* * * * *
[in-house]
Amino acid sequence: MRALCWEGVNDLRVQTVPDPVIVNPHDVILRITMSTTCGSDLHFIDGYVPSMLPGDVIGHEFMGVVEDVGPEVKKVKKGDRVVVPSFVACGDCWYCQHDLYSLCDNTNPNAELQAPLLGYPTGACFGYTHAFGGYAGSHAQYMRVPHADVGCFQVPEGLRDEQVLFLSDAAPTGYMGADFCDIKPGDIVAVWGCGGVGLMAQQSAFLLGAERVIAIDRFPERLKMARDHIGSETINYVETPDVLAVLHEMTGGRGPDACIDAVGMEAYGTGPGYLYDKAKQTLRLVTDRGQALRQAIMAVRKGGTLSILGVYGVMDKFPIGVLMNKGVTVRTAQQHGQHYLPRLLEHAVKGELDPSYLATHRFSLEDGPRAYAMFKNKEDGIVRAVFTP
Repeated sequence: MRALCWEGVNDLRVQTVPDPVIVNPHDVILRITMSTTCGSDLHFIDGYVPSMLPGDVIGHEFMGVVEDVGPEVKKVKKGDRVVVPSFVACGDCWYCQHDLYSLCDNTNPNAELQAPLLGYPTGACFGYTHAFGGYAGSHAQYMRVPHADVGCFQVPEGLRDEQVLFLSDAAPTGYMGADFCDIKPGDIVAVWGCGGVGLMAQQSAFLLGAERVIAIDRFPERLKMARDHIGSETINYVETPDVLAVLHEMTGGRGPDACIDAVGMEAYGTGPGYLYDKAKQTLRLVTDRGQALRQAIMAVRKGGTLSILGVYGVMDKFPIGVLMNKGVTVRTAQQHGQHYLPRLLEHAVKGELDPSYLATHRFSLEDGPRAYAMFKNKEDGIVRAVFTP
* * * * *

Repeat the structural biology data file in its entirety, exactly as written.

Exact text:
[in-house]
Amino acid sequence: MRALCWEGVNDLRVQTVPDPVIVNPHDVILRITMSTTCGSDLHFIDGYVPSMLPGDVIGHEFMGVVEDVGPEVKKVKKGDRVVVPSFVACGDCWYCQHDLYSLCDNTNPNAELQAPLLGYPTGACFGYTHAFGGYAGSHAQYMRVPHADVGCFQVPEGLRDEQVLFLSDAAPTGYMGADFCDIKPGDIVAVWGCGGVGLMAQQSAFLLGAERVIAIDRFPERLKMARDHIGSETINYVETPDVLAVLHEMTGGRGPDACIDAVGMEAYGTGPGYLYDKAKQTLRLVTDRGQALRQAIMAVRKGGTLSILGVYGVMDKFPIGVLMNKGVTVRTAQQHGQHYLPRLLEHAVKGELDPSYLATHRFSLEDGPRAYAMFKNKEDGIVRAVFTP
Repeated sequence: MRALCWEGVNDLRVQTVPDPVIVNPHDVILRITMSTTCGSDLHFIDGYVPSMLPGDVIGHEFMGVVEDVGPEVKKVKKGDRVVVPSFVACGDCWYCQHDLYSLCDNTNPNAELQAPLLGYPTGACFGYTHAFGGYAGSHAQYMRVPHADVGCFQVPEGLRDEQVLFLSDAAPTGYMGADFCDIKPGDIVAVWGCGGVGLMAQQSAFLLGAERVIAIDRFPERLKMARDHIGSETINYVETPDVLAVLHEMTGGRGPDACIDAVGMEAYGTGPGYLYDKAKQTLRLVTDRGQALRQAIMAVRKGGTLSILGVYGVMDKFPIGVLMNKGVTVRTAQQHGQHYLPRLLEHAVKGELDPSYLATHRFSLEDGPRAYAMFKNKEDGIVRAVFTP